Tongi River

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Asia » Bangladesh » Dhaka
December 22nd 2007
Published: January 7th 2008EDIT THIS ENTRY

Playing in the 'river'Playing in the 'river'Playing in the 'river'

These kids obviously have an immune system far superior to mine. I will never forget their smiling faces as they played in the filth of Tongi River
Blogger Dougo

Today we headed off on another adventurous trip into the Bangla unknown. With our trusty Lonely Planet guide book and map (don’t get me started again!), we all piled into the school van and headed off to Tongi River, north of the airport on the outskirts of Dhaka.

Our driver, Bilash, proved to be a god send. The Lonely Planet said the launches for the boats that would take us up river were 100m west of the bridge. They were to the east. Bilash managed to bargain us a boat (we had to pay the price of a full boat coz no boats were running) and ensured the guy understood we wanted to be back by 3pm (2 hours later).

Four hours later we returned, having wound our way through the pollution filled water of outer Dhaka and the rice paddies of outlying villages. Locals had waved us by, little kids smiling and jumping with glee. Massive brick kilns surrounded by thousands of drying bricks. Eagles, hawks and kites soared overhead. Fisherman stood and gazed at the crazy white people with their cameras.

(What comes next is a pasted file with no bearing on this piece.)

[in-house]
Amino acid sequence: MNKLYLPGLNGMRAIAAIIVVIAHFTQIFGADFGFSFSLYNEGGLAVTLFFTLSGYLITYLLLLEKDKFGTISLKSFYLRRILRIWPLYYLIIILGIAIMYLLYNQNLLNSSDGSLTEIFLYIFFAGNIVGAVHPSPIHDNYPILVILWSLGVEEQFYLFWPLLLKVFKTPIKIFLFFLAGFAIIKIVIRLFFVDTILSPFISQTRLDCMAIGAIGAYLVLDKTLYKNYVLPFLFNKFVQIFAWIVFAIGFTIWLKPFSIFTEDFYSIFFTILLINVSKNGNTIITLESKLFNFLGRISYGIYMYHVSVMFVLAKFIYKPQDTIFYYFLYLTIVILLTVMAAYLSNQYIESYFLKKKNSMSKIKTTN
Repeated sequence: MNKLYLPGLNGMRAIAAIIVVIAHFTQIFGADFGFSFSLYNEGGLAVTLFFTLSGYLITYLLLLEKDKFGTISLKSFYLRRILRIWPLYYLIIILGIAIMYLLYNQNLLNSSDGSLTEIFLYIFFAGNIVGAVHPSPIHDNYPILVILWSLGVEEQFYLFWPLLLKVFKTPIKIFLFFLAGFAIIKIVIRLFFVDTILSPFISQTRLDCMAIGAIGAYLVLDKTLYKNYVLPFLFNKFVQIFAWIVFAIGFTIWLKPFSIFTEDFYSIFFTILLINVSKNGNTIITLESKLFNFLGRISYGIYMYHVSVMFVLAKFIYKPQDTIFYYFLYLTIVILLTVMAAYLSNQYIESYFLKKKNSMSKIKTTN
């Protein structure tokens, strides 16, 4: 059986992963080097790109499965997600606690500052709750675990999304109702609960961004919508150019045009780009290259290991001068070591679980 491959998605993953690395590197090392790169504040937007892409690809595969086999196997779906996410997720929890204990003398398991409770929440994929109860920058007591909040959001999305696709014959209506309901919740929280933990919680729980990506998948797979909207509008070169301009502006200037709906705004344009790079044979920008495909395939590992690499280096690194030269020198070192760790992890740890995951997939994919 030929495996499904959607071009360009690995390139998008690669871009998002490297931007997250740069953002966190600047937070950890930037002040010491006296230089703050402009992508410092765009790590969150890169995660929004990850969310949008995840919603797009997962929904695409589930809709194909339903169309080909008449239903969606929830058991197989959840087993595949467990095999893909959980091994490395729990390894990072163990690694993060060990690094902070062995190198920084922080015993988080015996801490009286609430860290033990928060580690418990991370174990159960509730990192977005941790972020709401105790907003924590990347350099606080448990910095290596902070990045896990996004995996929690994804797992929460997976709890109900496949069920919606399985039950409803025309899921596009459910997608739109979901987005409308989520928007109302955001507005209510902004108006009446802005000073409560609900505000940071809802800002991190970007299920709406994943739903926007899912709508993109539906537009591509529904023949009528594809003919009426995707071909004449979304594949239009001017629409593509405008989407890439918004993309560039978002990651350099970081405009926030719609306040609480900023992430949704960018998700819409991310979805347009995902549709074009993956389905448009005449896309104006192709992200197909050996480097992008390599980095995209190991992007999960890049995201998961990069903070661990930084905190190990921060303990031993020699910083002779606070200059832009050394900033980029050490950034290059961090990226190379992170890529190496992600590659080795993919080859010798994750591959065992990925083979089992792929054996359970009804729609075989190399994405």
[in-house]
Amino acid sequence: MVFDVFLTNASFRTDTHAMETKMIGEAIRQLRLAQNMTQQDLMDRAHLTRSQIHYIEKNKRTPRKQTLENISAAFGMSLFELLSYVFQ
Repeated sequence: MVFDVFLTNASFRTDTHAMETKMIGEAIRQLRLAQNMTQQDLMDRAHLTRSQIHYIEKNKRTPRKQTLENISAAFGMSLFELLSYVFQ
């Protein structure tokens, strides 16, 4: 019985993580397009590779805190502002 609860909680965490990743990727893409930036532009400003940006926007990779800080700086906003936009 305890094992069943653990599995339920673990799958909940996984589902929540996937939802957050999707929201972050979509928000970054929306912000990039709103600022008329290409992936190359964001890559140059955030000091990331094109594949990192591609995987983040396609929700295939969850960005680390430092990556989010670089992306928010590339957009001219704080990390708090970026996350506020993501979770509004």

Definitely a different side of a Dhaka.

** Please
Trash, rubbish, garbageTrash, rubbish, garbageTrash, rubbish, garbage

Wherever we past a community this is what we saw on the river bank. There simply isn't the infrastructure in place to dispose of all the waste. Imagine if plastic bags were not illegal.
feel free to leave us a message on the bar to the left, we'd love to here from you. **

Additional photos below
Photos: 9, Displayed: 9


Fishing netsFishing nets
Fishing nets

All along the river we saw these bamboo poles stuck into the river bed in exactly the same arrangement. Turns out they are a used for fishing. Attached to one end of two poles in the water is a fishing net. To lift the net, the fisherman pulls on the opposite end to lever his catch out of the river.
Our passengerOur passenger
Our passenger

After paying for an entire boat load of passengers coz there was no boat or passengers running at the time we wanted to leave, this bloke decided he would hitch a ride.

This pic is very similar to one I posted on the Sundarbans blog, but I still love it.

All along the river, kids waved with excitement as we went past. I think it must have been my sunglasses.
Poor man's 'best friend'Poor man's 'best friend'
Poor man's 'best friend'

All many of things passed us by as we chugged along the river. This dog was among them.

Not all the kids were happy to see us. This poor bloke it seems had never seen a bunch of white skinned foreigners before. Karen waved and he subsequently burst into hysterics.

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